There are interesting differences and similarities between working in film versus television. The two outlets are merging in the level of difficulty and time schedules. Television has become very sophisticated over the past decade. Many companies have gotten into the field of creating original content: from the cable channels that we are familiar with, to newer players such as Netflix and Amazon.



American Horror Story


The shows are high quality and are gaining huge viewership. The problem for us is that they have tight turnarounds while demanding this higher level production value. At the same time, I've noticed the film work we do now demands a turnaround that you might typically associate with a television schedule -- with the added burden of having more temp screenings. One thing both television and feature share is that our clients expect us to provide top value for their budgets. That is what FuseFX excels at.


AmericanHorror_BulletFuse


How does mocha come into play with time constraints?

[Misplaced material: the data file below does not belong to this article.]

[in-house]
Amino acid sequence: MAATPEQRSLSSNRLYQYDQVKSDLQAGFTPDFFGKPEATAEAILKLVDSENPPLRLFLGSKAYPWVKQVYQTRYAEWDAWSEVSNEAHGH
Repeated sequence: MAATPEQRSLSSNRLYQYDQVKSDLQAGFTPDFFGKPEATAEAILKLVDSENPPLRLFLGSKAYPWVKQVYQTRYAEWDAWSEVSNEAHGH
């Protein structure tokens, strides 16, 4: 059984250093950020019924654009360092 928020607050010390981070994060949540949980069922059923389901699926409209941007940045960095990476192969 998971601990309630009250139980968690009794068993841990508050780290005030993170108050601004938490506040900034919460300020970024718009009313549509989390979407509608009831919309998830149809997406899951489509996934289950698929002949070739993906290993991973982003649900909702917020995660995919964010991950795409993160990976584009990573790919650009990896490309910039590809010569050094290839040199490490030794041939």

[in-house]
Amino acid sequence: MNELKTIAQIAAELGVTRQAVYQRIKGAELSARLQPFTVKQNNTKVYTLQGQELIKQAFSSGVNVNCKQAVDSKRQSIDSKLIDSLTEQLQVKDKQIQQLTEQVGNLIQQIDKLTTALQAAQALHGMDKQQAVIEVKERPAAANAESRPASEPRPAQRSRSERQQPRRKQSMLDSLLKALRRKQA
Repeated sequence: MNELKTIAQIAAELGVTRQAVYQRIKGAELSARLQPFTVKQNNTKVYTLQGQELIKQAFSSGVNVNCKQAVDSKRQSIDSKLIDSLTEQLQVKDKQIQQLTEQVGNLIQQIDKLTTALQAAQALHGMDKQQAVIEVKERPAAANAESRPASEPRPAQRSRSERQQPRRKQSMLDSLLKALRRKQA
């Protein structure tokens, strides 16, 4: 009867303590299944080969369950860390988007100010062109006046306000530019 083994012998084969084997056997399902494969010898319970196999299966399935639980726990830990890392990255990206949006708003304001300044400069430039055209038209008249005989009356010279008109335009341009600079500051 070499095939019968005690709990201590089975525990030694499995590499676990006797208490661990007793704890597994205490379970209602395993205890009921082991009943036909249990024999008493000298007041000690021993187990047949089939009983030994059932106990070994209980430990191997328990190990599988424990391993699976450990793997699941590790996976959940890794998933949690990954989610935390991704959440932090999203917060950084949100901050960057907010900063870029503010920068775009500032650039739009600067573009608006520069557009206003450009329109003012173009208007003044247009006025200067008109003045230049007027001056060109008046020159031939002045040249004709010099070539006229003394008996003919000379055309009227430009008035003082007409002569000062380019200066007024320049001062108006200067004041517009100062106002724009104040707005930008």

Since time is of the essence in all of our jobs, mocha is an essential tool in our production pipeline. The compositor is the steward of the work we are entrusted with. That means getting the work out on time and on budget. Every one of our compositors uses mocha Pro to help make that happen.

We are constantly transferring data between mocha and Nuke -- to the point where it is hard imagining having one without the other. Despite the difference in their effects, the similarity of shows like Zoo, The Walking Dead, and Empire, is time. Having tools like mocha working in tandem with Nuke pays dividends in time.  This is of enormous benefit to both ourselves and our clients.